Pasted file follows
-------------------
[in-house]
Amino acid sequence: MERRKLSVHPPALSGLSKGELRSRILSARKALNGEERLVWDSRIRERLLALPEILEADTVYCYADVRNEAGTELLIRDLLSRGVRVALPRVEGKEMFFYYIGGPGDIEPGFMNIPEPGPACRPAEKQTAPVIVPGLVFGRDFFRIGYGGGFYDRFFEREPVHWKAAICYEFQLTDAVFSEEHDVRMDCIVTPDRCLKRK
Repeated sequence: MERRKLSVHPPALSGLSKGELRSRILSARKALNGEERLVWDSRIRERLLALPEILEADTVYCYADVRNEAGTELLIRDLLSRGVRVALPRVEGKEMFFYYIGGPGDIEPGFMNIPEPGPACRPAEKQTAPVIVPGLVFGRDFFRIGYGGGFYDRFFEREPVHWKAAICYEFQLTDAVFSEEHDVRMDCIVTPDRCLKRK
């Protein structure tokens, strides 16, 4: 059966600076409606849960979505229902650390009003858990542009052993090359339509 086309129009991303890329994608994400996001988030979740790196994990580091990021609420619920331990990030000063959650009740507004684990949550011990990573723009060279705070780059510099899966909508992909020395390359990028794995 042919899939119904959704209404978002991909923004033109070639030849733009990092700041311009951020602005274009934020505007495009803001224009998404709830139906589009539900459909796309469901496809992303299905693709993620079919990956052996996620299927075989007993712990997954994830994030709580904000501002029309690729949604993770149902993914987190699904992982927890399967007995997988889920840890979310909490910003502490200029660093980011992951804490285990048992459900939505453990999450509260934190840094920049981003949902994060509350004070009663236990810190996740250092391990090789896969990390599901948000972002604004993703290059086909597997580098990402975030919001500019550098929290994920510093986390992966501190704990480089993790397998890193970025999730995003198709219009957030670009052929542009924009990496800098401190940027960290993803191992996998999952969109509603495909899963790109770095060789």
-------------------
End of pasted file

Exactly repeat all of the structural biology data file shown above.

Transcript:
[in-house]
Amino acid sequence: MERRKLSVHPPALSGLSKGELRSRILSARKALNGEERLVWDSRIRERLLALPEILEADTVYCYADVRNEAGTELLIRDLLSRGVRVALPRVEGKEMFFYYIGGPGDIEPGFMNIPEPGPACRPAEKQTAPVIVPGLVFGRDFFRIGYGGGFYDRFFEREPVHWKAAICYEFQLTDAVFSEEHDVRMDCIVTPDRCLKRK
Repeated sequence: MERRKLSVHPPALSGLSKGELRSRILSARKALNGEERLVWDSRIRERLLALPEILEADTVYCYADVRNEAGTELLIRDLLSRGVRVALPRVEGKEMFFYYIGGPGDIEPGFMNIPEPGPACRPAEKQTAPVIVPGLVFGRDFFRIGYGGGFYDRFFEREPVHWKAAICYEFQLTDAVFSEEHDVRMDCIVTPDRCLKRK
């Protein structure tokens, strides 16, 4: 059966600076409606849960979505229902650390009003858990542009052993090359339509 086309129009991303890329994608994400996001988030979740790196994990580091990021609420619920331990990030000063959650009740507004684990949550011990990573723009060279705070780059510099899966909508992909020395390359990028794995 042919899939119904959704209404978002991909923004033109070639030849733009990092700041311009951020602005274009934020505007495009803001224009998404709830139906589009539900459909796309469901496809992303299905693709993620079919990956052996996620299927075989007993712990997954994830994030709580904000501002029309690729949604993770149902993914987190699904992982927890399967007995997988889920840890979310909490910003502490200029660093980011992951804490285990048992459900939505453990999450509260934190840094920049981003949902994060509350004070009663236990810190996740250092391990090789896969990390599901948000972002604004993703290059086909597997580098990402975030919001500019550098929290994920510093986390992966501190704990480089993790397998890193970025999730995003198709219009957030670009052929542009924009990496800098401190940027960290993803191992996998999952969109509603495909899963790109770095060789």